Interrail in Southern England: Salisbury and Plymouth #Day 2

The sun is high in the sky, the drums lie on the grass and under them the frost melts. The silence around them is only jagged by a buzz of voices that now speak almost whispering so as not to wake up the sky, not to disturb the rough stones of Stonehenge while they rest undisturbed.
The sun has silenced us by putting an end to the party, all that remains for us to do is to walk back across the lawn in a tired, dangling and disorderly Indian row. Next to me, the druid pilgrims yawn without covering their mouths, the jugglers drag their tools, the blankets are rewound and put in their backpacks. Nobody wants to talk, everything has been said. We quietly get on the shuttle and reach the nearest village: Salisbury.

Read the story of Day 1: Interrail in Southern England. Day 1 – Summer Solstice in Stonehenge

Arriving at the station we walk towards the cathedral with the intention of going to see the Magna Charta. But our attention is boycotted by an inviting perfume coming out of a rather small, dark, almost hidden restaurant with red and white checkered curtains hanging from the windows, reminiscent of the small marzipan house of fairy tales. We look out and a smiling lady makes us sit by the window. We have an extra large English breakfast consisting of eggs, beans, cheese toast, tomatoes and pancakes – vegetarian for me, with bacon for Maritina. Godly goodness!

Here, for the record, I should open a brief parenthesis on the dinner the day before. In fact, although I don’t have any pictures of the succulent breakfast, I have irrefutable proof of my lack of Italianness and also of a certain lack of style. Well, on the morning of my departure I had to cook something to take away and at that moment the only thing I found was some pasta. Stop. Since I didn’t have anything to season it with, I used some ketchup packets and the final result is the one shown here in the picture.

In my defence I can say that, to date, I don’t eat (almost) pasta and ketchup anymore. But pizza and ketchup do (and pizza and mayonnaise too). I know, I know, but what can I do? Anyway, let’s skip my strange habits and go back to Salisbury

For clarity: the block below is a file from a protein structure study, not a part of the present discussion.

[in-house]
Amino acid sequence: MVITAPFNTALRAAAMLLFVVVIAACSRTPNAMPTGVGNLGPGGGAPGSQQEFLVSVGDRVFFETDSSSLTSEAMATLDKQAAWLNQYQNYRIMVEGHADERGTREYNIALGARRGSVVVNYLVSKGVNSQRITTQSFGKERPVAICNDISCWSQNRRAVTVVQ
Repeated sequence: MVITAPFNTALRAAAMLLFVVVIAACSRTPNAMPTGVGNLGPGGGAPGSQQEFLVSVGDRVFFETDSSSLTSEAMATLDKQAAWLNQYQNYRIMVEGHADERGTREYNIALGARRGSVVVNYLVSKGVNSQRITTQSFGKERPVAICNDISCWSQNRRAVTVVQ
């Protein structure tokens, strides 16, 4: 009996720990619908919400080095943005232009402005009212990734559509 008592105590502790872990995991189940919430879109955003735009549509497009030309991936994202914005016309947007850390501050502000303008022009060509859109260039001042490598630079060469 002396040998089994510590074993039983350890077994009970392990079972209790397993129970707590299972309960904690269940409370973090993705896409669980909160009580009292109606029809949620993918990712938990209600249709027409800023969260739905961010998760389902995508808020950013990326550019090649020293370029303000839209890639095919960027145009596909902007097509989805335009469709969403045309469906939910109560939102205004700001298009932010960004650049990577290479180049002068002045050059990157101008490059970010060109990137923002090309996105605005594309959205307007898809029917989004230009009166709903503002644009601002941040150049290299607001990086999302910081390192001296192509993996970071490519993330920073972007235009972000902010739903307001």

We enter the majestic and beautiful cathedral, which, as Wikipedia reminds us, holds one of the four copies of the Magna Charta, a medieval legislative document that dots the “i’s” and dashes the “t’s” on complicated and intricate issues of feudal law. We left the cathedral and after imitating the statue, we lay down on the lawn and took a nap.

After a nap, a coffee and a train ride, we arrive at Plymouth. We head straight to the youth hostel and book two beds in the dormitory. We drop our backpacks and go to discover the city. We are struck by the uniqueness of the lighthouse, Smeaton’s Tower: not an ordinary, anonymous concrete column but rather painted in red and white stripes! Smeaton’s Tower towers above the bay and stands out against the sky in contrast to the green of the lawn and the blue of the sea.

A curious and ironic fact and that today’s lighthouse is not the place of origin. In fact, the striped lighthouse replaces another lighthouse off the coast of Plymouth, which was signalling to sailors the presence of dangerous rocks (Eddystone Rocks). Alas, this lighthouse burned in a fire (which is why ironic: a fire in the middle of the sea!) and the striped lighthouse replaced it. After a century and a little longer they realised that the water was eroding the rocks on which the lighthouse was resting and, to prevent the collapse, it was dismantled and placed on the hill of Plymouth Hoe. From there it overlooked the town and the harbour.

Of Plymouth I remember it was nice to walk in the alleys at sunset, along the canals, watch the seagulls and breathe the sea air in a relaxed atmosphere.

Anyway, tired to death, we went to bed early.


(Visitato 39 volte. Solo oggi ci sono state 1 visite a questo articolo)

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